Perseid Meteor Shower Peaks This Weekend; Here's Who Will Have the Best View

August 11, 2017

A Perseid meteor crosses the sky over the medieval Saint Kazimir Catholic church at night in the village of Vselyub, Belarus, Aug. 13, 2016.
(AFP/Getty Images)

One of the biggest meteor showers of the year is underway and will peak this weekend. 

The Perseid meteor shower, the annual event began in July and will last until Aug. 24, according to Space.com. The peak is expected Saturday, and during its best hours, stargazers can expect to see at least 80 meteors an hour, the report added.

That is, unless it's like last year, when the meteor shower produced an abnormally high number of shooting stars. If it's an outburst year, Space.com also said, you might see 150 to 200 meteors per hour.

The Perseid meteor shower occurs when Earth passes through Comet Swift-Tuttle's orbital path, which sends debris careening toward Earth's atmosphere at 130,000 miles per hour, according to EarthSky. The comet orbits the sun once every 133 years or so, and the next time it reaches its closest distance from the star will occur in July 2126, the report added.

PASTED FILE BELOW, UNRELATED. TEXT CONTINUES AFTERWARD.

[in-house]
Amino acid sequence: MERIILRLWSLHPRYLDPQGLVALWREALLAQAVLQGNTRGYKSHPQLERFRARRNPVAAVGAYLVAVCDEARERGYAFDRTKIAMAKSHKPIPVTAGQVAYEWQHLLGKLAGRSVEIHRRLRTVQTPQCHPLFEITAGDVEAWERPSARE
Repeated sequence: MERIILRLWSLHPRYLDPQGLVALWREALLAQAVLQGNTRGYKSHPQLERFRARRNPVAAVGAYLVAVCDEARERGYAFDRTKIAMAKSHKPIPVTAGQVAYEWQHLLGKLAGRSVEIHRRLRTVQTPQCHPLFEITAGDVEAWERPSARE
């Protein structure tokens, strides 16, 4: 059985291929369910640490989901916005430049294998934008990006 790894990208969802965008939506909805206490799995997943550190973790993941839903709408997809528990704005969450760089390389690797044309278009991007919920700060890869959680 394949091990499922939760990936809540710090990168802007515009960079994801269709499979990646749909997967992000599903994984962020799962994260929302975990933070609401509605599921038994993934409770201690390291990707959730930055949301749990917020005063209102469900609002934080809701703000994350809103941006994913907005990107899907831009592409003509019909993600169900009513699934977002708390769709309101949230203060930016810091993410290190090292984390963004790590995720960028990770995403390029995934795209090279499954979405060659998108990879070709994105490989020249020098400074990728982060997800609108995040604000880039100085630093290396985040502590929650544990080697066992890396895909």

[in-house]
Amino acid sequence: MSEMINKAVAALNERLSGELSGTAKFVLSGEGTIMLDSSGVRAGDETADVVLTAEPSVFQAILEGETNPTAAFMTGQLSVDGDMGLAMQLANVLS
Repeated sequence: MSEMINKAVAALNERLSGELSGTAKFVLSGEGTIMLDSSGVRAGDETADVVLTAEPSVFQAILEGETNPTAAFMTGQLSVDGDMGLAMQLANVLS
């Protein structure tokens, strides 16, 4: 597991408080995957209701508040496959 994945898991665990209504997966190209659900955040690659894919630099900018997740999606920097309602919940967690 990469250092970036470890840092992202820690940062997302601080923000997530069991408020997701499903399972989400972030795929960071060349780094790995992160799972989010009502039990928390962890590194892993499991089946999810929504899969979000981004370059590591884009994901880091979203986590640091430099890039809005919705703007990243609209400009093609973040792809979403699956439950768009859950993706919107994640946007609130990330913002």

The best viewing will be in California and parts of the mountain West, where clouds should be minimal, said weather.com meteorologist Chris Dolce.

Cloud cover from showers and thunderstorms may obstruct viewing in parts of the Plains, Midwest and South, and scattered cloud cover may also affect the Northeast in association with a frontal system.

If clouds don't obstruct your view, Sky and Telescope suggests finding the darkest possible location, and be sure to be in place in the final hour or two before sunrise, if not earlier, as that's the darkest time of the night. It'll take at least 15 minutes to adjust your eyes to the darkness, and be sure to find an area where the sky is minimally obstructed by trees, hills or other objects, the report also said.


The Weather Company’s primary journalistic mission is to report on breaking weather news, the environment and the importance of science to our lives. This story does not necessarily represent the position of our parent company, IBM.

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